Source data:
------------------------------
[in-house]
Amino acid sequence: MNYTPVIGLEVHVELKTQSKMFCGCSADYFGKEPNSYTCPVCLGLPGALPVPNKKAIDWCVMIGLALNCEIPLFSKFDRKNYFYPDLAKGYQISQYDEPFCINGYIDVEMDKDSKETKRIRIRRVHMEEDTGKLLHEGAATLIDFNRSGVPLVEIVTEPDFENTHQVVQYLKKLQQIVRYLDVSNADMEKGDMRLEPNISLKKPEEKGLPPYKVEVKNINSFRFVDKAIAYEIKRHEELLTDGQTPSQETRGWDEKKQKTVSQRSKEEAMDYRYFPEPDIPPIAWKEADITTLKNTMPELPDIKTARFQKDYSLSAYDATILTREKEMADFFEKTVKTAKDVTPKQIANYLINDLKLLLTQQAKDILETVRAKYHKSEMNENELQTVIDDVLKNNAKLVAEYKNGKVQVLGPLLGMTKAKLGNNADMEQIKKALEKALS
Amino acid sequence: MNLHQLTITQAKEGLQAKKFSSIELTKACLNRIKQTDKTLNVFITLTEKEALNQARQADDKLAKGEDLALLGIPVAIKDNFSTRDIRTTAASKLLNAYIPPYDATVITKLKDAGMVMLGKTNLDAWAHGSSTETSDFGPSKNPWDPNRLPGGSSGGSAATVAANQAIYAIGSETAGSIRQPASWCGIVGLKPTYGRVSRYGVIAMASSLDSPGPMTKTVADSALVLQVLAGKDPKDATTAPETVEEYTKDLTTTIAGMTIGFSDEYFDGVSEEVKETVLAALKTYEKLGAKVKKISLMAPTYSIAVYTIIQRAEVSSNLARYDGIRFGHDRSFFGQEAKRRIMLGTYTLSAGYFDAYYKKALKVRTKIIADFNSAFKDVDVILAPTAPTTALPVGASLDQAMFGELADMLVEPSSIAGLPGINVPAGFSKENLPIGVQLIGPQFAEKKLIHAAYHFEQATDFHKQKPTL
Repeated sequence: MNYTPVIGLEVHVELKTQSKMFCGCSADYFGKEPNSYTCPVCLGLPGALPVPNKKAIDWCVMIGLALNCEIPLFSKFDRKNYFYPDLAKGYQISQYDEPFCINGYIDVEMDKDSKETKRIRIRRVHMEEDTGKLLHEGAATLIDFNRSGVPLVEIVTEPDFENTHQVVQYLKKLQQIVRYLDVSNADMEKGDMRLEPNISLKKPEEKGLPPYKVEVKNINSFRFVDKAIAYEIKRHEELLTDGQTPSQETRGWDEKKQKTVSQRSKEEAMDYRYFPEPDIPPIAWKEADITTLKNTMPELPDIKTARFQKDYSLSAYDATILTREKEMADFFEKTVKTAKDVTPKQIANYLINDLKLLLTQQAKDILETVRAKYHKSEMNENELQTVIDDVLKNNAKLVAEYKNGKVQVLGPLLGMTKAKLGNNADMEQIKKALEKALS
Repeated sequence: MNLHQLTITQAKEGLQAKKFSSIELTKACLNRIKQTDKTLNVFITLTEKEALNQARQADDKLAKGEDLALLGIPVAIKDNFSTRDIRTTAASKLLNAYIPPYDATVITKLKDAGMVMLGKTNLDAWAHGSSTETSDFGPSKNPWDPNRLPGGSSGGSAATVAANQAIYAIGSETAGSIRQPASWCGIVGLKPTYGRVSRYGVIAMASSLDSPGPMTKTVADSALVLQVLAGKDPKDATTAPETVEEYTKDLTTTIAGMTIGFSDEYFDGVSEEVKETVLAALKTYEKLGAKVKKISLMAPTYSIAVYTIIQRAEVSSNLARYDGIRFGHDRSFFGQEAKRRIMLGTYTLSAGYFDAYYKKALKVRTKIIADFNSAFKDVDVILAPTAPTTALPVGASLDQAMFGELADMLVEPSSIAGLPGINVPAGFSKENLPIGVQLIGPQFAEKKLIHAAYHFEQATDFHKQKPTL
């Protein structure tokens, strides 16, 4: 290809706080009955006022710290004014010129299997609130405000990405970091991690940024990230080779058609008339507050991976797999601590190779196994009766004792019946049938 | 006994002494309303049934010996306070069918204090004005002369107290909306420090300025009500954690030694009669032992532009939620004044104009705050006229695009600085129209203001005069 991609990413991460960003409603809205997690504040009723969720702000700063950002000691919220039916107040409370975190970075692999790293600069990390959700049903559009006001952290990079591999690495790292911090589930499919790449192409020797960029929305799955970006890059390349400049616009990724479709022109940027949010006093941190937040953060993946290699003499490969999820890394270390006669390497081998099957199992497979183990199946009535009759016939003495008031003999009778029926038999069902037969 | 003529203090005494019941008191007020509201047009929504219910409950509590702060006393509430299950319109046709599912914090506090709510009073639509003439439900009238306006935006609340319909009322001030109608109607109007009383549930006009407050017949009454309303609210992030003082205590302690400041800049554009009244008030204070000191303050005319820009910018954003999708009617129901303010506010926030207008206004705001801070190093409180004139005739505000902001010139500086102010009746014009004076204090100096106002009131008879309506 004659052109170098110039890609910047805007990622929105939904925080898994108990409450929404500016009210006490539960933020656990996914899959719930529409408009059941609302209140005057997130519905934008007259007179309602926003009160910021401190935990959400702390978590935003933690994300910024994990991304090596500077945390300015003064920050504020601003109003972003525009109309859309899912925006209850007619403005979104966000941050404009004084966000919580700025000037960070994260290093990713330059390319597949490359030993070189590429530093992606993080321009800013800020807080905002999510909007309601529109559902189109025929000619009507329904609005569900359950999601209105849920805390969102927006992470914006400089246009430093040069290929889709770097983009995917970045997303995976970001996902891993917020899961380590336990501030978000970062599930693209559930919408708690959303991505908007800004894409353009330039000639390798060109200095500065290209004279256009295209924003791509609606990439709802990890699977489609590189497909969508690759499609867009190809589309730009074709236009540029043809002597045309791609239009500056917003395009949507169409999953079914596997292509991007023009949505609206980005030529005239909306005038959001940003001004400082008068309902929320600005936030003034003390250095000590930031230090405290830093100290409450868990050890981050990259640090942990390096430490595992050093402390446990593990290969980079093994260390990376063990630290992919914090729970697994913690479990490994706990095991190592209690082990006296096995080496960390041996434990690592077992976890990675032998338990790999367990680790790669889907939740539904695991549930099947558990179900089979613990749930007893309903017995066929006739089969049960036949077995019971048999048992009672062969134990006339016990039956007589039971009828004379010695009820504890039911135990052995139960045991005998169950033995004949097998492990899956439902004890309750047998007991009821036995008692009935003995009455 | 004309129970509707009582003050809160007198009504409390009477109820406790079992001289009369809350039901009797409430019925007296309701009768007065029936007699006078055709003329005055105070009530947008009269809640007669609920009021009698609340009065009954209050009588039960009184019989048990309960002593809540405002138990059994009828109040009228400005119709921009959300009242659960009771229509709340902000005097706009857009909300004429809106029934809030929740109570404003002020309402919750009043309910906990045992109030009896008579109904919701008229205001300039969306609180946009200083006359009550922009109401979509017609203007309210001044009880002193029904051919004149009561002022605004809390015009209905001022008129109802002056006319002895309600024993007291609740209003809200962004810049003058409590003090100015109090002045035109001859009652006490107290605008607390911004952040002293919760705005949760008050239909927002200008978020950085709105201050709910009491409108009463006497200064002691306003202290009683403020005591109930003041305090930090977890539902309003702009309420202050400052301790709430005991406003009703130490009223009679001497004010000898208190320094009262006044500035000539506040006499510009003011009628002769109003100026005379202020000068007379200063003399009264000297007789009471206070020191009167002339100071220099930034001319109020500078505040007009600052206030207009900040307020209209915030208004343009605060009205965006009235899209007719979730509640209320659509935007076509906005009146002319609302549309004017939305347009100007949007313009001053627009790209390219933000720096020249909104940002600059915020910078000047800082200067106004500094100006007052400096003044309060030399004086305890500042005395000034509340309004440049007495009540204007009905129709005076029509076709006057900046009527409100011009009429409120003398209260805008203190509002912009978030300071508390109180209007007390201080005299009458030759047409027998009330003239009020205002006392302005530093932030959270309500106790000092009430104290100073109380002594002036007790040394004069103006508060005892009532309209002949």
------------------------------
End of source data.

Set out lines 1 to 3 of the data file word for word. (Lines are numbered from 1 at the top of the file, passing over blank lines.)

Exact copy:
[in-house]
Amino acid sequence: MNYTPVIGLEVHVELKTQSKMFCGCSADYFGKEPNSYTCPVCLGLPGALPVPNKKAIDWCVMIGLALNCEIPLFSKFDRKNYFYPDLAKGYQISQYDEPFCINGYIDVEMDKDSKETKRIRIRRVHMEEDTGKLLHEGAATLIDFNRSGVPLVEIVTEPDFENTHQVVQYLKKLQQIVRYLDVSNADMEKGDMRLEPNISLKKPEEKGLPPYKVEVKNINSFRFVDKAIAYEIKRHEELLTDGQTPSQETRGWDEKKQKTVSQRSKEEAMDYRYFPEPDIPPIAWKEADITTLKNTMPELPDIKTARFQKDYSLSAYDATILTREKEMADFFEKTVKTAKDVTPKQIANYLINDLKLLLTQQAKDILETVRAKYHKSEMNENELQTVIDDVLKNNAKLVAEYKNGKVQVLGPLLGMTKAKLGNNADMEQIKKALEKALS
Amino acid sequence: MNLHQLTITQAKEGLQAKKFSSIELTKACLNRIKQTDKTLNVFITLTEKEALNQARQADDKLAKGEDLALLGIPVAIKDNFSTRDIRTTAASKLLNAYIPPYDATVITKLKDAGMVMLGKTNLDAWAHGSSTETSDFGPSKNPWDPNRLPGGSSGGSAATVAANQAIYAIGSETAGSIRQPASWCGIVGLKPTYGRVSRYGVIAMASSLDSPGPMTKTVADSALVLQVLAGKDPKDATTAPETVEEYTKDLTTTIAGMTIGFSDEYFDGVSEEVKETVLAALKTYEKLGAKVKKISLMAPTYSIAVYTIIQRAEVSSNLARYDGIRFGHDRSFFGQEAKRRIMLGTYTLSAGYFDAYYKKALKVRTKIIADFNSAFKDVDVILAPTAPTTALPVGASLDQAMFGELADMLVEPSSIAGLPGINVPAGFSKENLPIGVQLIGPQFAEKKLIHAAYHFEQATDFHKQKPTL